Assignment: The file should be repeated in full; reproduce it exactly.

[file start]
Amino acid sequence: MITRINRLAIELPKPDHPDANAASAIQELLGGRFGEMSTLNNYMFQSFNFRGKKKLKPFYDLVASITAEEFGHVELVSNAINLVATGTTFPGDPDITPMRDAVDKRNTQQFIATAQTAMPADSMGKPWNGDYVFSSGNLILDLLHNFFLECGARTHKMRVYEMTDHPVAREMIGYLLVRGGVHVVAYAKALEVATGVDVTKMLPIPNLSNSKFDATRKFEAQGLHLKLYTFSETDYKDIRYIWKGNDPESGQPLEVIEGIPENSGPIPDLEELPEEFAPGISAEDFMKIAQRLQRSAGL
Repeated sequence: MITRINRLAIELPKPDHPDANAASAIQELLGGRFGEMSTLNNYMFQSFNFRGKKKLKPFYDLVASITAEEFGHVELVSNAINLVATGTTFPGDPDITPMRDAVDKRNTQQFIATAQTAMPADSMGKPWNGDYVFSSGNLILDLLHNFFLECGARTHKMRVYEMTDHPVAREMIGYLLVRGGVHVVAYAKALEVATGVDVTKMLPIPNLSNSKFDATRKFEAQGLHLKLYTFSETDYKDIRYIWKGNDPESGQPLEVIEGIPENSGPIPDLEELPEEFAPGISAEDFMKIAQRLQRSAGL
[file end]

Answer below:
Amino acid sequence: MITRINRLAIELPKPDHPDANAASAIQELLGGRFGEMSTLNNYMFQSFNFRGKKKLKPFYDLVASITAEEFGHVELVSNAINLVATGTTFPGDPDITPMRDAVDKRNTQQFIATAQTAMPADSMGKPWNGDYVFSSGNLILDLLHNFFLECGARTHKMRVYEMTDHPVAREMIGYLLVRGGVHVVAYAKALEVATGVDVTKMLPIPNLSNSKFDATRKFEAQGLHLKLYTFSETDYKDIRYIWKGNDPESGQPLEVIEGIPENSGPIPDLEELPEEFAPGISAEDFMKIAQRLQRSAGL
Repeated sequence: MITRINRLAIELPKPDHPDANAASAIQELLGGRFGEMSTLNNYMFQSFNFRGKKKLKPFYDLVASITAEEFGHVELVSNAINLVATGTTFPGDPDITPMRDAVDKRNTQQFIATAQTAMPADSMGKPWNGDYVFSSGNLILDLLHNFFLECGARTHKMRVYEMTDHPVAREMIGYLLVRGGVHVVAYAKALEVATGVDVTKMLPIPNLSNSKFDATRKFEAQGLHLKLYTFSETDYKDIRYIWKGNDPESGQPLEVIEGIPENSGPIPDLEELPEEFAPGISAEDFMKIAQRLQRSAGL